that.  (Because all locals bindings are via 'for' loops and argument 
definitions, all of which always happen before any possible use of 
those bindings -- at least, "before" in the sense of the sequence 
code is generated in.)

Thus, building a generator expression would amount to creating a 
fresh code object and compiling the For(..., ..., YieldStmt(...)) 
stuff there, then nesting the code block in the current code block 
and creating a code constant from it, building a function object from 
that, and then invoking the function object.

This probably means we'll want a Closure(name, body, defaults) node 
type, where body is the code to be placed in a new function, and 
defaults is an optional sequence of default values to bind to the new 
function object (and name is the new code object's co_name; 
"<genexpr>" in the case of a generator expression).  That would make 
a generator expression basically equal a Call() of the Closure() of a 
For() loop.

Really, Closure() might as well be called Function(), since it can 
know from its enclosing code flags whether closure is even possible, 
and it can know by the presence of free/cell vars on the resulting 
code constant, whether it actually needs to be a closure.  In other 
words, it will generate either a MAKE_FUNCTION or MAKE_CLOSURE, 
depending on the enclosing code flags and whether any cell/free vars 
are present.

All this is going to be a bit messy to test, particularly the part 
where we need to be able to rewrite FAST->DEREF.  However, it won't 
actually be that difficult to implement; probably I'll just make Code 
objects iterable, yielding a position, opcode, and argument.  The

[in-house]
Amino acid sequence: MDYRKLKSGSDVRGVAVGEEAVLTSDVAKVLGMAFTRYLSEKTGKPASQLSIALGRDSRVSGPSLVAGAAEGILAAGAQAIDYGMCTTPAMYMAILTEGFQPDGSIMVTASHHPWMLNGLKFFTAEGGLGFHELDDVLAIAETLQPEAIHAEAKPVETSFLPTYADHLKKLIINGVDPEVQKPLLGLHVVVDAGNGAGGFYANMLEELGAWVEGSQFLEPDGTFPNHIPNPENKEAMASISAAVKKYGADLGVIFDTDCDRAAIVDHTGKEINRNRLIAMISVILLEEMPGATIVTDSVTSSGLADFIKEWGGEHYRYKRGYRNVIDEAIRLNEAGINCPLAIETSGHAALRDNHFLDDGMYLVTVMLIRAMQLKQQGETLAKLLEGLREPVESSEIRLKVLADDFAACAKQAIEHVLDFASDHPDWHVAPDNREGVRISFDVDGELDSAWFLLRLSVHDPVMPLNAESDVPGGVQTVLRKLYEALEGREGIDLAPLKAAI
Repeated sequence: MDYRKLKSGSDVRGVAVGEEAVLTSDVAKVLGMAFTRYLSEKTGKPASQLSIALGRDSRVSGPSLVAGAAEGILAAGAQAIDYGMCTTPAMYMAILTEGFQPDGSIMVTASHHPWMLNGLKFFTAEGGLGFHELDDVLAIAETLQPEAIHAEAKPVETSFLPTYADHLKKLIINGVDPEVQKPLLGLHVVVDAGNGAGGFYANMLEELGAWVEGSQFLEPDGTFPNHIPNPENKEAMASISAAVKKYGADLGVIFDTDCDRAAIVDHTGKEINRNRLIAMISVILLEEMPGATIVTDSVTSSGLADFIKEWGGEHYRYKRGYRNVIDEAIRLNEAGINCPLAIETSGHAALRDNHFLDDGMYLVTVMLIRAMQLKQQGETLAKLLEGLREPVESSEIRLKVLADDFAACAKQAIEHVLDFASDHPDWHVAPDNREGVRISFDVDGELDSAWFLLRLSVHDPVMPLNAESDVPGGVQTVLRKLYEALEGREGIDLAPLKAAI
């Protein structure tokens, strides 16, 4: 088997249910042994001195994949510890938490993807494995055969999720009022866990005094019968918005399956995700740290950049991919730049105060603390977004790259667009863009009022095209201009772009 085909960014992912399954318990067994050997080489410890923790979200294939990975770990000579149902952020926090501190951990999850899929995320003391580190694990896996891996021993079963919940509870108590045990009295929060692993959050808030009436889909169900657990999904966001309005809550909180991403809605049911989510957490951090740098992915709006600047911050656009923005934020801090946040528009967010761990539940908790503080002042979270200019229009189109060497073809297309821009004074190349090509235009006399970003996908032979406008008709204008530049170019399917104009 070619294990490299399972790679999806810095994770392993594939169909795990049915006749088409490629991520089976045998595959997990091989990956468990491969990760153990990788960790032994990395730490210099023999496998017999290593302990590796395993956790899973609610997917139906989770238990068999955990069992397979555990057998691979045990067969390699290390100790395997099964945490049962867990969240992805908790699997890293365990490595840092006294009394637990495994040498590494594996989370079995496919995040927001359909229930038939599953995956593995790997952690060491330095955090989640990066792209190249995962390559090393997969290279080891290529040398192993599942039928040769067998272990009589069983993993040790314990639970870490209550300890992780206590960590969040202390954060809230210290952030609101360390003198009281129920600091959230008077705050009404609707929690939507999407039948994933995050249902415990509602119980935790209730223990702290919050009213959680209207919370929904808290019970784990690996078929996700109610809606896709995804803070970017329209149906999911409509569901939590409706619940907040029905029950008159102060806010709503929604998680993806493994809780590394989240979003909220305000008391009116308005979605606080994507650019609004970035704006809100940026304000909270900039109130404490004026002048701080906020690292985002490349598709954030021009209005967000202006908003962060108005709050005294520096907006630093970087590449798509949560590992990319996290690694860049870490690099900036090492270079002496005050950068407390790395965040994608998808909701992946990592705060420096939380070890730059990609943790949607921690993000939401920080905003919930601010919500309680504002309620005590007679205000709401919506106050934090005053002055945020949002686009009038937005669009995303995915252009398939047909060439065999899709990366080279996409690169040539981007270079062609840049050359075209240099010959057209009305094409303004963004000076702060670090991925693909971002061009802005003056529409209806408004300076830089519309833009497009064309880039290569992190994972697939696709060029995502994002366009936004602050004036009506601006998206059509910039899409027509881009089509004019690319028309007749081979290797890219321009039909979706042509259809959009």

rewrite feature would then just patch the appropriate bytecodes at 
the specified positions.

Rather than a .nest_in() method, it might make more sense to give 
Code objects a .nested() method that creates a new Code object linked 
to the outer code object, and then have the .code() method do any 
FAST->DEREF fixups (and mark the outer code object's cell variables).

The place where this *doesn't* work, is if you have multiple nested 
generator expressions or other functions in the outer code object, 
each referring to different locals in the outer code, *and* there are 
free variables in the outer code.  In these cases, the outer code 
object will have to be rewritten in-place to relocate any referenced 
free variables, making room for the added cell variables.  So, code 
objects will need an .addcells(varnames) method, that can be called 
by their nested code objects' .code() methods to ensure that the 
named variables are either cell or free variables, and doing an 
in-place fixup of DEREF opcode offsets, as well as doing the FAST->DEREF fixup.

All this should be pretty straightforward to code, but may be awkward 
to test.  Nonetheless, at this point I've added these features to my 
plans for the BytecodeAssembler 0.4 release.